The other game I also bought in the same order as SF: The Movie is Watch Dogs. I know, I know. It’s a bad game, but I’m a sucker for its hacking premise despite it’s basic implementation of it.

I was able to also pick up Ultra Street Fighter IV at Best Buy. It was another unplanned purchase, but not overall as I was going to get it once the price was right. At $20 it was.

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Complete In Box Fridays: Street Fighter II & Mortal Kombat II

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This is Complete In Box Fridays week number seven coming at you. Last week I talked about the DS title by Atlus called Steal Princess. Also check out the full assortment of CIB Fridays articles in its category.

This time around I’m going to talk about a pair of 16-bit fighting games for the Super Nintendo. They are Street Fighter II Turbo and Mortal Kombat II.

When it comes to the genre I played the most, if not exclusively, during my high school days it was certainly was fighting games without a doubt. This was especially the case during the 1990s given that the genre itself had exploded in popularity thanks to Street Fighter II. I, like a lot of people at the time, were hooked. I guess you could compare it to the first-person shooter craze of the last five years. When these games arrived on the home consoles of the time they were rarely, if ever, 100% accurate to the arcade version, but many were close.

While the first outting for Street Fighter II on the SNES was very good, it did have an odd voice pitch difference depending on the strength of the punch or kick button used when performing a special move. Of course, the rest of the limitations were usually the typical cutting of some frames of animation and the like. When the port of Hyper Fighting was released they not only did a better programming job on the SNES version, but they also had more memory alotted to the cartridge. Gone was the difference in voice pitch and overall a great experience. Having the ASCII Pad didn’t hurt either.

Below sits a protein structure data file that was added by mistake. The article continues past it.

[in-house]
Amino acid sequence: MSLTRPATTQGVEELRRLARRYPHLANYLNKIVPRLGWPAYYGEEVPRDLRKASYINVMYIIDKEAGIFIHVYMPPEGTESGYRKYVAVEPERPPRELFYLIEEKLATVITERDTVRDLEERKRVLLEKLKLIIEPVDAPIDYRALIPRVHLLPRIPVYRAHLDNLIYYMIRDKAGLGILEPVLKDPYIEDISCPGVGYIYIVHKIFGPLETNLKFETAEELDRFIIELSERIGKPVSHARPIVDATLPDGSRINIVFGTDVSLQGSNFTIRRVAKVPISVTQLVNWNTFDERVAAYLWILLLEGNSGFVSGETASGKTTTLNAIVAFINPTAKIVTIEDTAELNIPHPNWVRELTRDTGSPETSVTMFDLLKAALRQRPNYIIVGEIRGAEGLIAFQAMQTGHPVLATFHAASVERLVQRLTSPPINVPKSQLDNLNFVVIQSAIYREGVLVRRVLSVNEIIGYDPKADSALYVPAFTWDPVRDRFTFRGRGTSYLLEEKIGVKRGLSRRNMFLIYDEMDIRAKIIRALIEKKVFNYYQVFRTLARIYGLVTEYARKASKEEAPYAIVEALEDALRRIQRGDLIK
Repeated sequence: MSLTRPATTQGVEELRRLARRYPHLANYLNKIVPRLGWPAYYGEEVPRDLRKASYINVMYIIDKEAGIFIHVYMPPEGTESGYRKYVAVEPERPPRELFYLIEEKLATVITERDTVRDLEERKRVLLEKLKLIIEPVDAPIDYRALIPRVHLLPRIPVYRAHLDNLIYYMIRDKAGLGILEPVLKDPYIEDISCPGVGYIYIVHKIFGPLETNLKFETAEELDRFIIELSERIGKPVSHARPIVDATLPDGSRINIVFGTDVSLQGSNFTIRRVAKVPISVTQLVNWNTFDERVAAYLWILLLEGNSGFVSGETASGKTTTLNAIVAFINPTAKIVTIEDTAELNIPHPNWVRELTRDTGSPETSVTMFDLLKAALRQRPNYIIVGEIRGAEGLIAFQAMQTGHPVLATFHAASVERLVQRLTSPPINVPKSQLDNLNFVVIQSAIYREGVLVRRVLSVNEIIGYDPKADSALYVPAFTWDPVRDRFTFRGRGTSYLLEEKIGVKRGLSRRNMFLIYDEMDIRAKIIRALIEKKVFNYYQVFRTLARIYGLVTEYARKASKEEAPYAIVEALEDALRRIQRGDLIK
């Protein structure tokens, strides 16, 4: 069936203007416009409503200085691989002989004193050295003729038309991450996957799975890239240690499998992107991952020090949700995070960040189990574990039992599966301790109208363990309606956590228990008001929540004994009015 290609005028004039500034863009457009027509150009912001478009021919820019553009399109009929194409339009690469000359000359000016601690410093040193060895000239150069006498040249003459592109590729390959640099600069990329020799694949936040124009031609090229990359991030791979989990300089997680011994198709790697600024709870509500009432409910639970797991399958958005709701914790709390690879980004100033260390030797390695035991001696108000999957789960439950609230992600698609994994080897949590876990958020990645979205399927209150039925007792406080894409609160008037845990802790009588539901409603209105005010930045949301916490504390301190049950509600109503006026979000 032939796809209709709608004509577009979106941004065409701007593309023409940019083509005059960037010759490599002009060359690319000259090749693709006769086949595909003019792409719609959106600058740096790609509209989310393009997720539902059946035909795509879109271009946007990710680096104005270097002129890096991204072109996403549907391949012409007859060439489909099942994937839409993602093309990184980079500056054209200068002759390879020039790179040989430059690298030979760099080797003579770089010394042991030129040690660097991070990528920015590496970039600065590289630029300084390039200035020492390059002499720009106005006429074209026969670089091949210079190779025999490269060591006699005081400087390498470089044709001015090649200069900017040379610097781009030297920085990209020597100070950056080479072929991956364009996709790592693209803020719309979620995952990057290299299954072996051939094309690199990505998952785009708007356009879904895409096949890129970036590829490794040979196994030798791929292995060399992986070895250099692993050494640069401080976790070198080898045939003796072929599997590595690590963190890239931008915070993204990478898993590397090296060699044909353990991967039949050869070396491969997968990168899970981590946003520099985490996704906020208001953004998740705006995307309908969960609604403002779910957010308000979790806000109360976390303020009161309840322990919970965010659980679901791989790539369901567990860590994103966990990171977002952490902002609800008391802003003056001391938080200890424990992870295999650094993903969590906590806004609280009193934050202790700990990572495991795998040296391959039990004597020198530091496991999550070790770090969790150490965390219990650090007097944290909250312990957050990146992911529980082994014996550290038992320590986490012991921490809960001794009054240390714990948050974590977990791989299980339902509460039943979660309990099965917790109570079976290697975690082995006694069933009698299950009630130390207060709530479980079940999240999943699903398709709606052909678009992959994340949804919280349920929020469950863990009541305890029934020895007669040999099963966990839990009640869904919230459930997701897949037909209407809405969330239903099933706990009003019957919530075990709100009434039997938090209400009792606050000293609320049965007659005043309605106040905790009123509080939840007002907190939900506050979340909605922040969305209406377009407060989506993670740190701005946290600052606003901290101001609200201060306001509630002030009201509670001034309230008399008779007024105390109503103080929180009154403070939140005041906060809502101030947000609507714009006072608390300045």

I think everybody knows about the gimped Super Nintendo version of Mortal Kombat at this point. I don’t remember it bothering me all that much, but I’d be lying if I still wasn’t a little disappointed. I was eagerly anticipating the sequel and this became much more so once I saw the screenshots in a GamePro preview which confirmed the inclusion of all of the arcade violence that made Senator Kohl’s blood boil. Sure the names of the fighters weren’t in the life bars and the sound was a bit muffled, but otherwise it was an exceptional follow-up to what had been a disappointing home conversion.

Street Fighter II Turbo goes for a lot less than I would’ve expected for a complete copy. Listed at $12.67 I think most used prices will be more. It is a bit difficult to find, but then again I’ve never had to look for either of these games since I still own the original copies we bought in the early ’90s. Mortal Kombat II is more of the price I’d expect with it currently listed at $20.

Thanks for taking this trip down 16-bit memory lane with me and before you go, check out the gallery below. Click on any photo to double size it. Have a great Friday!

STREET FIGHTER II TURBO:
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MORTAL KOMBAT II:
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#CIBfridays

R-Type Revengance: Tournament Edition

Back in the early 1990s a lot of the games I enjoyed were Midway arcade titles. When it came time to port them to home consoles Acclaim were usually the ones to do it. I had a Super Nintendo and Smash TV became Super Smash TV, Mortal Kombat II surprised us all with its major improvements over the first game’s conversion, and NBA Jam: Tournament Edition had a larger roster and battery saves.

This brings me to the Game Boy and its many ports of Midway games namely NBA Jam. At the time I had the original game for it and the controls were odd with Turbo on the Start button. Not the most comfortable way to play. Sadly my recent purchase of NBA Jam TE didn’t change this or help with using passwords. At least the roster was larger.